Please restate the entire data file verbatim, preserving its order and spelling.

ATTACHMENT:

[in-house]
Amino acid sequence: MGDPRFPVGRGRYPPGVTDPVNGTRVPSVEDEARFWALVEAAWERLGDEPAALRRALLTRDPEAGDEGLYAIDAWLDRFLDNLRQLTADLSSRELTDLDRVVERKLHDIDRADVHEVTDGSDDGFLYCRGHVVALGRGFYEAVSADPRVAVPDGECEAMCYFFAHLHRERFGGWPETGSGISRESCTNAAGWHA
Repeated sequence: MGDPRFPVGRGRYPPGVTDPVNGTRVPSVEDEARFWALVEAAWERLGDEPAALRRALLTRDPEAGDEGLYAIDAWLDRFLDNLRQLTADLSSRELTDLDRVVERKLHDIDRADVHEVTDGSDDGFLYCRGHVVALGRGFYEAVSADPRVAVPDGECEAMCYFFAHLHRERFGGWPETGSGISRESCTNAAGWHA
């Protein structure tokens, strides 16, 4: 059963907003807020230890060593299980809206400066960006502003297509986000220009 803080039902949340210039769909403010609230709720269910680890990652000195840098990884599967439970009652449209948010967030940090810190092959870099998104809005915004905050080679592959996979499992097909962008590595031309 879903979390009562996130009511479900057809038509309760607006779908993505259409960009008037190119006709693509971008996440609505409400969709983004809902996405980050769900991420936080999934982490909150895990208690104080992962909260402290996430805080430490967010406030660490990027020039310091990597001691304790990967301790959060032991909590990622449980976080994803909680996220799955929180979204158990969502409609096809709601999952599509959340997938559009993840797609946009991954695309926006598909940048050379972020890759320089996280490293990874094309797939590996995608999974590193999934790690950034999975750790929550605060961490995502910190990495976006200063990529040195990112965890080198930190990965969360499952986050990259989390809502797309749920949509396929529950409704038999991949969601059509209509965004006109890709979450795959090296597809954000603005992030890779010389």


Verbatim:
[in-house]
Amino acid sequence: MGDPRFPVGRGRYPPGVTDPVNGTRVPSVEDEARFWALVEAAWERLGDEPAALRRALLTRDPEAGDEGLYAIDAWLDRFLDNLRQLTADLSSRELTDLDRVVERKLHDIDRADVHEVTDGSDDGFLYCRGHVVALGRGFYEAVSADPRVAVPDGECEAMCYFFAHLHRERFGGWPETGSGISRESCTNAAGWHA
Repeated sequence: MGDPRFPVGRGRYPPGVTDPVNGTRVPSVEDEARFWALVEAAWERLGDEPAALRRALLTRDPEAGDEGLYAIDAWLDRFLDNLRQLTADLSSRELTDLDRVVERKLHDIDRADVHEVTDGSDDGFLYCRGHVVALGRGFYEAVSADPRVAVPDGECEAMCYFFAHLHRERFGGWPETGSGISRESCTNAAGWHA
């Protein structure tokens, strides 16, 4: 059963907003807020230890060593299980809206400066960006502003297509986000220009 803080039902949340210039769909403010609230709720269910680890990652000195840098990884599967439970009652449209948010967030940090810190092959870099998104809005915004905050080679592959996979499992097909962008590595031309 879903979390009562996130009511479900057809038509309760607006779908993505259409960009008037190119006709693509971008996440609505409400969709983004809902996405980050769900991420936080999934982490909150895990208690104080992962909260402290996430805080430490967010406030660490990027020039310091990597001691304790990967301790959060032991909590990622449980976080994803909680996220799955929180979204158990969502409609096809709601999952599509959340997938559009993840797609946009991954695309926006598909940048050379972020890759320089996280490293990874094309797939590996995608999974590193999934790690950034999975750790929550605060961490995502910190990495976006200063990529040195990112965890080198930190990965969360499952986050990259989390809502797309749920949509396929529950409704038999991949969601059509209509965004006109890709979450795959090296597809954000603005992030890779010389």